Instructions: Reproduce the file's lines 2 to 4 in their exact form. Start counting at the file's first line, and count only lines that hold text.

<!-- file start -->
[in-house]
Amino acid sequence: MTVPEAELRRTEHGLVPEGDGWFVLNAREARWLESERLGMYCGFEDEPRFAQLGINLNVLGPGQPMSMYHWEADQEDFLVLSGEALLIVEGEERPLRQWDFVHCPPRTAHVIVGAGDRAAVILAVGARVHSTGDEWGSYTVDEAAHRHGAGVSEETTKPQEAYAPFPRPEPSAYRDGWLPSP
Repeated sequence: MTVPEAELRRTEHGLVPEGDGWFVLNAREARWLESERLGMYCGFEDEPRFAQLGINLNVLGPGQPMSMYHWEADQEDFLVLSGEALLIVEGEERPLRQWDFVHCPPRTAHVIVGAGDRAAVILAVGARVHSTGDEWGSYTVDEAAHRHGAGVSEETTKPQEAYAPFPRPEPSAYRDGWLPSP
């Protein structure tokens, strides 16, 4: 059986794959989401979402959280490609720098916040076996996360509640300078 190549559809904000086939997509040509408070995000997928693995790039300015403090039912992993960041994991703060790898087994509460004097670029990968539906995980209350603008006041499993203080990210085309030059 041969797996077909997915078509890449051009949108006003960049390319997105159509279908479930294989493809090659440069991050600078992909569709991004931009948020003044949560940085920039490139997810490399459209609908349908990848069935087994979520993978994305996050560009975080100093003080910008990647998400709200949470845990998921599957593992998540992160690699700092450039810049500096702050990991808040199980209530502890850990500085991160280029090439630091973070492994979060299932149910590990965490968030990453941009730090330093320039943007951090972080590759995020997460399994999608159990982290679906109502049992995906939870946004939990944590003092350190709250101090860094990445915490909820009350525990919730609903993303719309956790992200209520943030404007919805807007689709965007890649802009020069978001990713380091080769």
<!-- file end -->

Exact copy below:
Amino acid sequence: MTVPEAELRRTEHGLVPEGDGWFVLNAREARWLESERLGMYCGFEDEPRFAQLGINLNVLGPGQPMSMYHWEADQEDFLVLSGEALLIVEGEERPLRQWDFVHCPPRTAHVIVGAGDRAAVILAVGARVHSTGDEWGSYTVDEAAHRHGAGVSEETTKPQEAYAPFPRPEPSAYRDGWLPSP
Repeated sequence: MTVPEAELRRTEHGLVPEGDGWFVLNAREARWLESERLGMYCGFEDEPRFAQLGINLNVLGPGQPMSMYHWEADQEDFLVLSGEALLIVEGEERPLRQWDFVHCPPRTAHVIVGAGDRAAVILAVGARVHSTGDEWGSYTVDEAAHRHGAGVSEETTKPQEAYAPFPRPEPSAYRDGWLPSP
């Protein structure tokens, strides 16, 4: 059986794959989401979402959280490609720098916040076996996360509640300078 190549559809904000086939997509040509408070995000997928693995790039300015403090039912992993960041994991703060790898087994509460004097670029990968539906995980209350603008006041499993203080990210085309030059 041969797996077909997915078509890449051009949108006003960049390319997105159509279908479930294989493809090659440069991050600078992909569709991004931009948020003044949560940085920039490139997810490399459209609908349908990848069935087994979520993978994305996050560009975080100093003080910008990647998400709200949470845990998921599957593992998540992160690699700092450039810049500096702050990991808040199980209530502890850990500085991160280029090439630091973070492994979060299932149910590990965490968030990453941009730090330093320039943007951090972080590759995020997460399994999608159990982290679906109502049992995906939870946004939990944590003092350190709250101090860094990445915490909820009350525990919730609903993303719309956790992200209520943030404007919805807007689709965007890649802009020069978001990713380091080769």